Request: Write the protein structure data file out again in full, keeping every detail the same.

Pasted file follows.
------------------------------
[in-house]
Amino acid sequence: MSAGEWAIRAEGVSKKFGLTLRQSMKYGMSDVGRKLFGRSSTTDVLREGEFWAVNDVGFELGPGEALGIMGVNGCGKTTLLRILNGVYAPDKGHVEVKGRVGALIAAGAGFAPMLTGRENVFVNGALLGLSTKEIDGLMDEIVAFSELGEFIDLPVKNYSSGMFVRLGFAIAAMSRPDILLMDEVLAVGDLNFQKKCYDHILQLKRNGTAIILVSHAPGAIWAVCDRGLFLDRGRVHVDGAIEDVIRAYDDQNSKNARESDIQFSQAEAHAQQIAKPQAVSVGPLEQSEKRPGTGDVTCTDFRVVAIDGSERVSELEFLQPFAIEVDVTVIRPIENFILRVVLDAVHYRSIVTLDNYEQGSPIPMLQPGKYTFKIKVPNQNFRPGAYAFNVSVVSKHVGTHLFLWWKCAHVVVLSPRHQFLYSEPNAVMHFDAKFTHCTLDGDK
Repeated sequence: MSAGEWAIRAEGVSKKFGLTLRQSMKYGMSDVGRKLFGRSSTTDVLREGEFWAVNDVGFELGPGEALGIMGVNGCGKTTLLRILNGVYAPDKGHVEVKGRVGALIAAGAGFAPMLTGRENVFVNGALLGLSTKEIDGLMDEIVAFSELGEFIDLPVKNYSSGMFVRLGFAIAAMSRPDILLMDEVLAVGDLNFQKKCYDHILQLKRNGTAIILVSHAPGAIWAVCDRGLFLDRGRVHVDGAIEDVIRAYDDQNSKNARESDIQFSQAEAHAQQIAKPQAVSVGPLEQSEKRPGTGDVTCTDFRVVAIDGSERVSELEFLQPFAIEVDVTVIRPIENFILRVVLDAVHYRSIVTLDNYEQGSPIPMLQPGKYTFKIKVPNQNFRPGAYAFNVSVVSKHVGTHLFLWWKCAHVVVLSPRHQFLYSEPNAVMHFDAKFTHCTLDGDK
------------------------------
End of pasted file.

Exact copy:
[in-house]
Amino acid sequence: MSAGEWAIRAEGVSKKFGLTLRQSMKYGMSDVGRKLFGRSSTTDVLREGEFWAVNDVGFELGPGEALGIMGVNGCGKTTLLRILNGVYAPDKGHVEVKGRVGALIAAGAGFAPMLTGRENVFVNGALLGLSTKEIDGLMDEIVAFSELGEFIDLPVKNYSSGMFVRLGFAIAAMSRPDILLMDEVLAVGDLNFQKKCYDHILQLKRNGTAIILVSHAPGAIWAVCDRGLFLDRGRVHVDGAIEDVIRAYDDQNSKNARESDIQFSQAEAHAQQIAKPQAVSVGPLEQSEKRPGTGDVTCTDFRVVAIDGSERVSELEFLQPFAIEVDVTVIRPIENFILRVVLDAVHYRSIVTLDNYEQGSPIPMLQPGKYTFKIKVPNQNFRPGAYAFNVSVVSKHVGTHLFLWWKCAHVVVLSPRHQFLYSEPNAVMHFDAKFTHCTLDGDK
Repeated sequence: MSAGEWAIRAEGVSKKFGLTLRQSMKYGMSDVGRKLFGRSSTTDVLREGEFWAVNDVGFELGPGEALGIMGVNGCGKTTLLRILNGVYAPDKGHVEVKGRVGALIAAGAGFAPMLTGRENVFVNGALLGLSTKEIDGLMDEIVAFSELGEFIDLPVKNYSSGMFVRLGFAIAAMSRPDILLMDEVLAVGDLNFQKKCYDHILQLKRNGTAIILVSHAPGAIWAVCDRGLFLDRGRVHVDGAIEDVIRAYDDQNSKNARESDIQFSQAEAHAQQIAKPQAVSVGPLEQSEKRPGTGDVTCTDFRVVAIDGSERVSELEFLQPFAIEVDVTVIRPIENFILRVVLDAVHYRSIVTLDNYEQGSPIPMLQPGKYTFKIKVPNQNFRPGAYAFNVSVVSKHVGTHLFLWWKCAHVVVLSPRHQFLYSEPNAVMHFDAKFTHCTLDGDK